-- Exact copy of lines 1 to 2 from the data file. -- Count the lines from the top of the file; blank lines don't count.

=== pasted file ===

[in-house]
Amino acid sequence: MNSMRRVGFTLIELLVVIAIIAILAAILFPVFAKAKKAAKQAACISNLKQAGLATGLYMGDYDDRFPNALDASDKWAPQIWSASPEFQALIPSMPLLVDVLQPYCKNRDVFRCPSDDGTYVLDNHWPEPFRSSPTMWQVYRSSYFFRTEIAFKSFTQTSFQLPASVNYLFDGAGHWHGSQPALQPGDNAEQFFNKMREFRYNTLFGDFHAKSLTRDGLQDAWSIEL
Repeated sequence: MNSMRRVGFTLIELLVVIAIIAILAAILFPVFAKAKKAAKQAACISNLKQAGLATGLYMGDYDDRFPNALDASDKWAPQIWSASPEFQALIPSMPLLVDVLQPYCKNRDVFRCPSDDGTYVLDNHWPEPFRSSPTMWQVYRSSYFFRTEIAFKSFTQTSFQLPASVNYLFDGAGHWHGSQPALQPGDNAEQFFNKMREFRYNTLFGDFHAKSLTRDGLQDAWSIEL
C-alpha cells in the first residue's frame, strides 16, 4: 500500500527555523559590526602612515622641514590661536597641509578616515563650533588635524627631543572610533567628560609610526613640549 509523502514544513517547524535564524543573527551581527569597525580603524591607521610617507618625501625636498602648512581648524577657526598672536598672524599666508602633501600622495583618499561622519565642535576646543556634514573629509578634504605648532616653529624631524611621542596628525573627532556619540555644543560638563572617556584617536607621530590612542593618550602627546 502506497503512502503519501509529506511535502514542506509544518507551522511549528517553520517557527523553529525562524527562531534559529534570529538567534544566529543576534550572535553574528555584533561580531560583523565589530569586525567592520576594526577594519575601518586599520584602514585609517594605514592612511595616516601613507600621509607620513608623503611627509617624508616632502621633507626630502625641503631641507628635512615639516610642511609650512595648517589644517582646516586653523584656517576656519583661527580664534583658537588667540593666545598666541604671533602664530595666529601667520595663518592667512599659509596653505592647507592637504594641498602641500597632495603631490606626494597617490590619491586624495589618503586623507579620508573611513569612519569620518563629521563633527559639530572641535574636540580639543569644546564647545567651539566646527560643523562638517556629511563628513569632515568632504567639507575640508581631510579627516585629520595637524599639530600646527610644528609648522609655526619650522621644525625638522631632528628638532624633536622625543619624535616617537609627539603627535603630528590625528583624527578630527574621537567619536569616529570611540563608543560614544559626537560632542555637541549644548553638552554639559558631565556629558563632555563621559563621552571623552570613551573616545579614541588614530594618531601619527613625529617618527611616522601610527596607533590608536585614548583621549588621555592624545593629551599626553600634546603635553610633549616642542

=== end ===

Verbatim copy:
[in-house]
Amino acid sequence: MNSMRRVGFTLIELLVVIAIIAILAAILFPVFAKAKKAAKQAACISNLKQAGLATGLYMGDYDDRFPNALDASDKWAPQIWSASPEFQALIPSMPLLVDVLQPYCKNRDVFRCPSDDGTYVLDNHWPEPFRSSPTMWQVYRSSYFFRTEIAFKSFTQTSFQLPASVNYLFDGAGHWHGSQPALQPGDNAEQFFNKMREFRYNTLFGDFHAKSLTRDGLQDAWSIEL